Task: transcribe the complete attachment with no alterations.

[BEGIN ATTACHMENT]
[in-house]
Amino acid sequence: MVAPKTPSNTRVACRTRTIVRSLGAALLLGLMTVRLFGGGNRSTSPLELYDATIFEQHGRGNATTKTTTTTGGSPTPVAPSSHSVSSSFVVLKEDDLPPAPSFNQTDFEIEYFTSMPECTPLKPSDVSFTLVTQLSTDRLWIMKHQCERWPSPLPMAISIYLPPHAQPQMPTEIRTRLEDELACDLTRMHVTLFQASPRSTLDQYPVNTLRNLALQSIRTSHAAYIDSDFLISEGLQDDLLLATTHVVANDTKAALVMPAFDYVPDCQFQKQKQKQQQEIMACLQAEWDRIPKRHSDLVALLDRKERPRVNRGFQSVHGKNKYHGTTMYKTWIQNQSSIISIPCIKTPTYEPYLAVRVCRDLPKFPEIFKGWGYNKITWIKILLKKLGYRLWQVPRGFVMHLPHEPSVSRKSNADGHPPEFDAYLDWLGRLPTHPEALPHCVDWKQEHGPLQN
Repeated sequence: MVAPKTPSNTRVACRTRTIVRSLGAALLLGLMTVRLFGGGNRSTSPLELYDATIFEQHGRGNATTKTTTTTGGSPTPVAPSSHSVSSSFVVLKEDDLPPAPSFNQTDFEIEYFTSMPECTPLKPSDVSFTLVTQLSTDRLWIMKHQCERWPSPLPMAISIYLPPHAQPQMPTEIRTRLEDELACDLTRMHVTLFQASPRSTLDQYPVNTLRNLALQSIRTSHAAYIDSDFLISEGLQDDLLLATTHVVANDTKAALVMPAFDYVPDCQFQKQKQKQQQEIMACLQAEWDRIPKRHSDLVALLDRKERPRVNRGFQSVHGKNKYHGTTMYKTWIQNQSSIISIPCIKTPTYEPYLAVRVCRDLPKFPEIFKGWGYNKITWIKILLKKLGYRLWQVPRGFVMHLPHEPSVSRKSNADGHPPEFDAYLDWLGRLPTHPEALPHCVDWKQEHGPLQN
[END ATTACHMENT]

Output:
[in-house]
Amino acid sequence: MVAPKTPSNTRVACRTRTIVRSLGAALLLGLMTVRLFGGGNRSTSPLELYDATIFEQHGRGNATTKTTTTTGGSPTPVAPSSHSVSSSFVVLKEDDLPPAPSFNQTDFEIEYFTSMPECTPLKPSDVSFTLVTQLSTDRLWIMKHQCERWPSPLPMAISIYLPPHAQPQMPTEIRTRLEDELACDLTRMHVTLFQASPRSTLDQYPVNTLRNLALQSIRTSHAAYIDSDFLISEGLQDDLLLATTHVVANDTKAALVMPAFDYVPDCQFQKQKQKQQQEIMACLQAEWDRIPKRHSDLVALLDRKERPRVNRGFQSVHGKNKYHGTTMYKTWIQNQSSIISIPCIKTPTYEPYLAVRVCRDLPKFPEIFKGWGYNKITWIKILLKKLGYRLWQVPRGFVMHLPHEPSVSRKSNADGHPPEFDAYLDWLGRLPTHPEALPHCVDWKQEHGPLQN
Repeated sequence: MVAPKTPSNTRVACRTRTIVRSLGAALLLGLMTVRLFGGGNRSTSPLELYDATIFEQHGRGNATTKTTTTTGGSPTPVAPSSHSVSSSFVVLKEDDLPPAPSFNQTDFEIEYFTSMPECTPLKPSDVSFTLVTQLSTDRLWIMKHQCERWPSPLPMAISIYLPPHAQPQMPTEIRTRLEDELACDLTRMHVTLFQASPRSTLDQYPVNTLRNLALQSIRTSHAAYIDSDFLISEGLQDDLLLATTHVVANDTKAALVMPAFDYVPDCQFQKQKQKQQQEIMACLQAEWDRIPKRHSDLVALLDRKERPRVNRGFQSVHGKNKYHGTTMYKTWIQNQSSIISIPCIKTPTYEPYLAVRVCRDLPKFPEIFKGWGYNKITWIKILLKKLGYRLWQVPRGFVMHLPHEPSVSRKSNADGHPPEFDAYLDWLGRLPTHPEALPHCVDWKQEHGPLQN